Verizon Wireless opponents: ‘good thing’ if customers suffer

Josh Peterson Tech Editor
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Verizon Wireless, caught in the middle of a regulatory battle over a multibillion-dollar transaction pending before the federal government, said Friday that critics of the deal are attempting to harm its customers in order to help its competitors.

The proposed deal is between Verizon Wireless and two cable entities — SpectrumCo., a consortium of leading cable providers, and Cox Communications — over the licensing of electromagnetic spectrum necessary for mobile communications, called AWS Spectrum. Verizon is looking to expand its inventory of licenses for AWS Spectrum – an unpopular move with Verizon’s opponents and competitors.

Free Press, a regular political antagonist of both Verizon and AT&T, is currently part of a coalition of major and regional carriers, and advocacy groups, opposing the pending agreement.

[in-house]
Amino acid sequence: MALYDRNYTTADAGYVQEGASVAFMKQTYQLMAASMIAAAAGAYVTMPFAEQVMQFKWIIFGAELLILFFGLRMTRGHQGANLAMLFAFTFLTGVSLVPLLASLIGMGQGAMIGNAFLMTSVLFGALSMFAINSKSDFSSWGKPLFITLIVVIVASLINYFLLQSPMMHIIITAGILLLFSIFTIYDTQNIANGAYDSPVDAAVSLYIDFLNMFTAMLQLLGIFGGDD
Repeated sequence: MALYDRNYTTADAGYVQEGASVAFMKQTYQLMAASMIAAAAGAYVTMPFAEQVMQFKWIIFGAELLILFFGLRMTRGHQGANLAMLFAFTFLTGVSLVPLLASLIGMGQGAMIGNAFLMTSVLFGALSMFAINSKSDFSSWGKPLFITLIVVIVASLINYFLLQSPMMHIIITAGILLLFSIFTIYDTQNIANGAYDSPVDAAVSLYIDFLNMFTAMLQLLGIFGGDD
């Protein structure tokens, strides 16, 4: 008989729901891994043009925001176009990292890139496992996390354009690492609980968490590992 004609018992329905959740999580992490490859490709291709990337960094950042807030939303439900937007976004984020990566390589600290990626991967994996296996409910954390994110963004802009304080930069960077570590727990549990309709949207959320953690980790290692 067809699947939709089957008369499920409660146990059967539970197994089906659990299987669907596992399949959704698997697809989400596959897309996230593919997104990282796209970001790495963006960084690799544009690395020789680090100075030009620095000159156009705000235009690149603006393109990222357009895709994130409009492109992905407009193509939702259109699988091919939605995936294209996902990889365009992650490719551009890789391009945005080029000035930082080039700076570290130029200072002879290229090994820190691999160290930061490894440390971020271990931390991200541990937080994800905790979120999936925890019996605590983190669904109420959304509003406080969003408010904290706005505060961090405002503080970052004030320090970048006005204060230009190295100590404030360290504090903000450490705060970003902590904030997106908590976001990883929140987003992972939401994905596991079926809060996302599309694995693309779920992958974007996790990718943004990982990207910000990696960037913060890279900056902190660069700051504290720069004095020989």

Free Press’ partners include Verizon’s competitors; the group has gone to bat for them in front of Congress on numerous occasions. The organization was also a part of a larger effort against the companies during the net neutrality debate and the failed AT&T/T-Mobile merger.

In a filing to the FCC, Verizon Wireless attorney Adam Krinsky argued that “Free Press has asserted that it would be a ‘good thing’ if the company’s customers experienced service quality degradation due to increased congestion because that might cause Verizon Wireless to lose customers to other wireless providers.”

Krinsky’s letter also highlighted what he said were numerous errors in Free Press’ claims against Verizon Wireless.

“Free Press’ goal of creating ‘disaffected Verizon customers’ by preventing unused spectrum from being put to use to serve those customers is not only extraordinarily bad public policy, but, of couse, is not the standard the Commission applies to the review of proposed license assignments,” he wrote.

Free Press is part of a wider media reform movement funded by progressive institutions and financiers. Until recently, it was one of several organizations that had received strong financial support from the Democracy Alliance, a group of progressive billionaire financiers.

Free Press did not respond to The Daily Caller’s request for comment.

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